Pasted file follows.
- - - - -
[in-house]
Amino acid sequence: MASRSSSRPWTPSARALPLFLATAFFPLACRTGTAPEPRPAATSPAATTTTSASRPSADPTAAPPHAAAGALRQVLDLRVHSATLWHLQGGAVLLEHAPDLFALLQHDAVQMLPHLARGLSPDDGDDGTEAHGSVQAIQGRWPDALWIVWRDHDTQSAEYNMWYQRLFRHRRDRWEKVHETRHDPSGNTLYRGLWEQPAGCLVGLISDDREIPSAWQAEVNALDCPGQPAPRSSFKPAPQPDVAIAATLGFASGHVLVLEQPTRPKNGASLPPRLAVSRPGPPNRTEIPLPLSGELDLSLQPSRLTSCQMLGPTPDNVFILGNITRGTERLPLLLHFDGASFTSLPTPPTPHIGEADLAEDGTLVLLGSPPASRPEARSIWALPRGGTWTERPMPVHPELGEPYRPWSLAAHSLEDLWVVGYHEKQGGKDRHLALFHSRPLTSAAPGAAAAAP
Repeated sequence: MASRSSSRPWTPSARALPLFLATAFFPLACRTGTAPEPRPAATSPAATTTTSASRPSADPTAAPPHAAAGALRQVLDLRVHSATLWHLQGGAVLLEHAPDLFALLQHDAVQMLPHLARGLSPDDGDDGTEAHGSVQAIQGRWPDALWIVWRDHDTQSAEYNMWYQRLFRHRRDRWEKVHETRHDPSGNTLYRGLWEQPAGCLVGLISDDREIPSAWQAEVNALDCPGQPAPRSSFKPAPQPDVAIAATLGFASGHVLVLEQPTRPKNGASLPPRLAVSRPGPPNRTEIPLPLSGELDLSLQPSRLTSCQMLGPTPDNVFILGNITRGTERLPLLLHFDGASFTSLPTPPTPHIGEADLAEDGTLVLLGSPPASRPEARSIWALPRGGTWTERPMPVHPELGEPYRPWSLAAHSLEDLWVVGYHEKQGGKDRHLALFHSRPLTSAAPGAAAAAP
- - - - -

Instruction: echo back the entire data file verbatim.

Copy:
[in-house]
Amino acid sequence: MASRSSSRPWTPSARALPLFLATAFFPLACRTGTAPEPRPAATSPAATTTTSASRPSADPTAAPPHAAAGALRQVLDLRVHSATLWHLQGGAVLLEHAPDLFALLQHDAVQMLPHLARGLSPDDGDDGTEAHGSVQAIQGRWPDALWIVWRDHDTQSAEYNMWYQRLFRHRRDRWEKVHETRHDPSGNTLYRGLWEQPAGCLVGLISDDREIPSAWQAEVNALDCPGQPAPRSSFKPAPQPDVAIAATLGFASGHVLVLEQPTRPKNGASLPPRLAVSRPGPPNRTEIPLPLSGELDLSLQPSRLTSCQMLGPTPDNVFILGNITRGTERLPLLLHFDGASFTSLPTPPTPHIGEADLAEDGTLVLLGSPPASRPEARSIWALPRGGTWTERPMPVHPELGEPYRPWSLAAHSLEDLWVVGYHEKQGGKDRHLALFHSRPLTSAAPGAAAAAP
Repeated sequence: MASRSSSRPWTPSARALPLFLATAFFPLACRTGTAPEPRPAATSPAATTTTSASRPSADPTAAPPHAAAGALRQVLDLRVHSATLWHLQGGAVLLEHAPDLFALLQHDAVQMLPHLARGLSPDDGDDGTEAHGSVQAIQGRWPDALWIVWRDHDTQSAEYNMWYQRLFRHRRDRWEKVHETRHDPSGNTLYRGLWEQPAGCLVGLISDDREIPSAWQAEVNALDCPGQPAPRSSFKPAPQPDVAIAATLGFASGHVLVLEQPTRPKNGASLPPRLAVSRPGPPNRTEIPLPLSGELDLSLQPSRLTSCQMLGPTPDNVFILGNITRGTERLPLLLHFDGASFTSLPTPPTPHIGEADLAEDGTLVLLGSPPASRPEARSIWALPRGGTWTERPMPVHPELGEPYRPWSLAAHSLEDLWVVGYHEKQGGKDRHLALFHSRPLTSAAPGAAAAAP